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The Flute returns

img  Tobias

It's easy to find superlatives for this man: He is nothing short of the most prolific Classical artist out there, has sold a staggering 30 Million records and continues to contribute to projects of the grandest scale (his performance on the 12-hour soundtrack of Lord of the Rings merely being the most recent one). But Sir James Galway has always despised of journalists who write articles based on a few quotes, catchy phrases and superficial industry facts. So we'll go for a slightly more daring approach and claim that what makes Galway so special are two things: His utter and personifed love for the flute and the fact that he is a representative of everything that was "good" about the "old times".

Let's start with his instrument, because that's where it starts for Sir James as well. If you have a look at the few interviews available on the net, you'll quickly discover that it doesn't really matter where conversations start off - they'll always lead to detailed accounts of which flutes he has played, when he played them and what they meant to him. Obviously, as his fame soared and his collection surpassed the 100-flute marks, not every single one could captivate his mind in quite the same way. But his love for these slender tubes has never died off. He also likes to talk about his training methods, which concentrate on scales (and scales, and scales!), as well as purity of intonation. What really distinguishes him from most other players is the fact that he focuses on the short notes, rather than the long ones, giving each one special care and attention while playing it. Quite possibly, this approach can be compared to Eastern philosophy, where a single note may die off quickly, but stands on its own and is awarded highest importance. No matter where Galway may be, he'll always practise 2-3 hours a day. There's no escaping the flute, it's all around him, it's in his thinking and in everything he does.

Then there's his love for discipline, dedication and preparation - values often considered to derive from long gone era. It is highly entertaining to read about Galway taking over from a conductor during orchestral repetition (the man wanted to check on "acoustics") and then about him insisting on taking over from him on the actual performance as well - because the conductor "wasn't prepared". To him, a day starts with the flute and ends with it - there's no method or "working up to it", there's just knowing your instrument and then trying to do better than anyone else. There's a lot of fun to be had when listening to his interviews on "The Galway Network", an internet page which tries to teach aspiring flutists about how to improve - but they are always centered around how an individual came to chose for the flute and how they pursued their vision. Galway has taken on the internet, but he remains in his own, timeless, cosmos. Just like Fischer-Dieskau, his ideals are not based on terms like "modern" or "old school" - but on what he truly believes in. Some may feel his thoughts dated (such as on "the right time to clap"), but Galway's endeavours to popularise modern composers and his collaborations with artists such as Paul Simon and Elton John should teach them otherwhise.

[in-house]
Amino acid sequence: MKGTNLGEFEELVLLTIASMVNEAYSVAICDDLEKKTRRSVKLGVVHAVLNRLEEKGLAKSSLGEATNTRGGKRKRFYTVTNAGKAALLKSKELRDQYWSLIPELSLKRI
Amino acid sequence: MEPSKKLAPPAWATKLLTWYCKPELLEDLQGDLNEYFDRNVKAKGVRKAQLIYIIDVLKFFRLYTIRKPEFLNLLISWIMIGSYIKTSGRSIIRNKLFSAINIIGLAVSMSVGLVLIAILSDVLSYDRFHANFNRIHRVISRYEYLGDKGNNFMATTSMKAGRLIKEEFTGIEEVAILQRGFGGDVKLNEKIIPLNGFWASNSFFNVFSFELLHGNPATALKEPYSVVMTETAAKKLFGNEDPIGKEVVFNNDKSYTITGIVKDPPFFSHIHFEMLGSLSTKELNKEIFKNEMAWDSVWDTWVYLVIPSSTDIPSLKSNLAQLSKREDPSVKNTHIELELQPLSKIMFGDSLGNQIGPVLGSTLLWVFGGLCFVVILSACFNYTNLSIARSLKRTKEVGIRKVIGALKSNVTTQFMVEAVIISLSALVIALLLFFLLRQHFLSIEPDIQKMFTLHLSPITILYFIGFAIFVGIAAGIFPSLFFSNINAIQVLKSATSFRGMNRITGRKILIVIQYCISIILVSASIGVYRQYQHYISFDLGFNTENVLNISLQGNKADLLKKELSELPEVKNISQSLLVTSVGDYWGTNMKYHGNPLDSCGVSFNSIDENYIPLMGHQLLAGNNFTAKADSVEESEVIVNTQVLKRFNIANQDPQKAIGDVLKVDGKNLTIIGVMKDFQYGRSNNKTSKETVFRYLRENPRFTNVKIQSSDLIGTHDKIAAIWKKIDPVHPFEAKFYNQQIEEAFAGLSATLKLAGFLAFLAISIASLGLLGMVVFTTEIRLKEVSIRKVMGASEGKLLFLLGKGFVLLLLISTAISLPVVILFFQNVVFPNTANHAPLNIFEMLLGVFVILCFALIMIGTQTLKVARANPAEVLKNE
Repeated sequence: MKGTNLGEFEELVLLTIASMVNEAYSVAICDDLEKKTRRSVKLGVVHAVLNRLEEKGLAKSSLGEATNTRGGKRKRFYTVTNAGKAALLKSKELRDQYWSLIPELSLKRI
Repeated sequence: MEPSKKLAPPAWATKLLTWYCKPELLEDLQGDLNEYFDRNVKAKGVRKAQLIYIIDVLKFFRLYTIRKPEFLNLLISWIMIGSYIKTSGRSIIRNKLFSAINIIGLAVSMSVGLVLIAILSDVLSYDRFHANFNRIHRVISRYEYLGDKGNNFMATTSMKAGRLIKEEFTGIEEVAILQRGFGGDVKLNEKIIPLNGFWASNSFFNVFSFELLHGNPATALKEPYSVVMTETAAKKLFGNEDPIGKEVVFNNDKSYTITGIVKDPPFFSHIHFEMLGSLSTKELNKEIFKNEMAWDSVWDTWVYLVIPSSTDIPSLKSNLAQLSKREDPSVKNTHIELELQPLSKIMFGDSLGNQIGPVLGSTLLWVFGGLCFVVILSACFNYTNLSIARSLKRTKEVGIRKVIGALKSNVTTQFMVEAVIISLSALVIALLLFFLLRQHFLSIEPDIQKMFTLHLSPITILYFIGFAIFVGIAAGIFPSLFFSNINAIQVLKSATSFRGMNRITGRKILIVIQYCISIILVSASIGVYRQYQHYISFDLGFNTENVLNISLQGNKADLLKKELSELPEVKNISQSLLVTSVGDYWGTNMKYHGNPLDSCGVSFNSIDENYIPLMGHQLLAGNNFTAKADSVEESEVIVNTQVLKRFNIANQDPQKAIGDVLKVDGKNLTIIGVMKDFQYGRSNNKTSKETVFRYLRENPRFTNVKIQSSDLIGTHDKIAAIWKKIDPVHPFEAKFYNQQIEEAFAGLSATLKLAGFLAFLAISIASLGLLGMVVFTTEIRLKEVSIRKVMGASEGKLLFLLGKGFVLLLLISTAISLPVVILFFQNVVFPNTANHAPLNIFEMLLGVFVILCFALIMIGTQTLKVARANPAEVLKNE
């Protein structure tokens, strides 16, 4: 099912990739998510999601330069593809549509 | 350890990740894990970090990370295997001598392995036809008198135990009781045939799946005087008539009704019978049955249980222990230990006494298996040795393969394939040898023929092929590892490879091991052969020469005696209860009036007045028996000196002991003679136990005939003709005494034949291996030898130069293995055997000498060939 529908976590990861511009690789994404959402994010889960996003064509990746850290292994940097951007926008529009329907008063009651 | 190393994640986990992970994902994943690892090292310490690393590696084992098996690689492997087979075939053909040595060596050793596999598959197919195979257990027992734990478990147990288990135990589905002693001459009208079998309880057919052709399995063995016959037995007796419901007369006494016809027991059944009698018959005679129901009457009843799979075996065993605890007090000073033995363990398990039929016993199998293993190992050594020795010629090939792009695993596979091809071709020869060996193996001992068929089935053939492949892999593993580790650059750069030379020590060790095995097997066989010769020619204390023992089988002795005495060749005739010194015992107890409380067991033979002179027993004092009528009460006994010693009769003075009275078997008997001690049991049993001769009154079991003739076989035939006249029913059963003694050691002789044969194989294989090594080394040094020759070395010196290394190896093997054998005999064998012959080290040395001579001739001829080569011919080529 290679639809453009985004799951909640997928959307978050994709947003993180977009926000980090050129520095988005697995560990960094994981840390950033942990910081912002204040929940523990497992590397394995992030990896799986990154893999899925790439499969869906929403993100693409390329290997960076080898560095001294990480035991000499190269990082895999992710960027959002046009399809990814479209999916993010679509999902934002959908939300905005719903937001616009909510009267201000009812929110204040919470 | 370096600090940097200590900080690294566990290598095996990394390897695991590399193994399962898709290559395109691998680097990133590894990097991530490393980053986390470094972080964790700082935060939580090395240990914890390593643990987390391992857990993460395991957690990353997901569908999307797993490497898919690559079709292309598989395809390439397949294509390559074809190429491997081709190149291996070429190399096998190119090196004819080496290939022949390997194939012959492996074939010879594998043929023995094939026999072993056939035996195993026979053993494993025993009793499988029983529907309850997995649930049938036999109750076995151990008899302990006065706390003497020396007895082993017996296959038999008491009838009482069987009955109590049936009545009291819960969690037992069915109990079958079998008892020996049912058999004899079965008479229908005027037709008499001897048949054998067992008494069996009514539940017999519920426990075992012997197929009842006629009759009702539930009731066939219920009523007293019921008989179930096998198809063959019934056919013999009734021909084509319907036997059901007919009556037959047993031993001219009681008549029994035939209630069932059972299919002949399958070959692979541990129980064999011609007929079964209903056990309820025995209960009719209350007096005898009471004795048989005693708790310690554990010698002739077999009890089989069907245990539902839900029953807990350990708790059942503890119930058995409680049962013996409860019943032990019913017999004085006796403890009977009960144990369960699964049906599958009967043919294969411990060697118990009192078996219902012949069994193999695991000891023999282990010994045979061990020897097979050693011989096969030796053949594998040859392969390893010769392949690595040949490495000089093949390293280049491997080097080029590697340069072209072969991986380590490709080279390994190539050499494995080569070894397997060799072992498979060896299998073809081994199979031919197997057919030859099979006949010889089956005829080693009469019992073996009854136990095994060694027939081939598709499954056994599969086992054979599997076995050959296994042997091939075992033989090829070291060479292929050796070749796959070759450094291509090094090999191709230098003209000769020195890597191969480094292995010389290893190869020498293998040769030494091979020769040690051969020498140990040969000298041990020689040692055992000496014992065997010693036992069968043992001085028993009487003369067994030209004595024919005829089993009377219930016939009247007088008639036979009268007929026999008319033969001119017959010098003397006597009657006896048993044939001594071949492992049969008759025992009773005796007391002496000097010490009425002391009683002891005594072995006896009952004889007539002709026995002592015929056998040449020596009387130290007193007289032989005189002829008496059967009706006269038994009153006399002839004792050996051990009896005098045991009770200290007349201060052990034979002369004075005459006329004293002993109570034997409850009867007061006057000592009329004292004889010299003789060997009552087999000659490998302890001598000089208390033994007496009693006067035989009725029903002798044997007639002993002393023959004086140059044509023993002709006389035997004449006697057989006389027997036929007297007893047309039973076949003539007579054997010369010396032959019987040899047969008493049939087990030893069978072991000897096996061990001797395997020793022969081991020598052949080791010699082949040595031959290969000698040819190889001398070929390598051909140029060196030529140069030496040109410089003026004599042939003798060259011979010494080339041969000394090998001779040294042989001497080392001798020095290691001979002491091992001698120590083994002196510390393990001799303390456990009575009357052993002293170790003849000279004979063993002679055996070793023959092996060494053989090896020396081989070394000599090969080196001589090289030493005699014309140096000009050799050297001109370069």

Hailing from Belfast, James Galway has always had a special relationship with the United States, praising its audiences as "unconventional, knowledgeable, enthusiastic and still critical". Now, for the first time in twenty years, he is returning there on a huge tour as both a conductor and a soloist. Accompanying him will be his wife (excellent flutist Lady Jeanne Galway) and the Polish Chamber Orchestra. During February and March of next year, the musicians will be hitting a total of 22 cities, performing a program based solely on Mozart. To make things complete, two new CDs will be available at about the same time, which will see him play with harpist Catrin Finch among others. We'll keep you posted as more news trickles in and present the complete tour dates soon.

Sir Games Galway is no enigma and has more than once spoken out against being called a legend (which he referred to as "journalistic incest"). He's just one of today's greatest musicians, one of the most brilliant flutists of all time and one of the most convincing examples of where total dedication can get you. If you do want to give him a nickname, go for the one he least dispises: "The Man with the golden flute" - simply put, it's based on facts: Galway has a few multiple karat-instruments at home.

Homepage: Sir James Galway / The Galway Network
Source: Sir James Galway at New Flute Generation
Source: Sir James Galway at Suite 101

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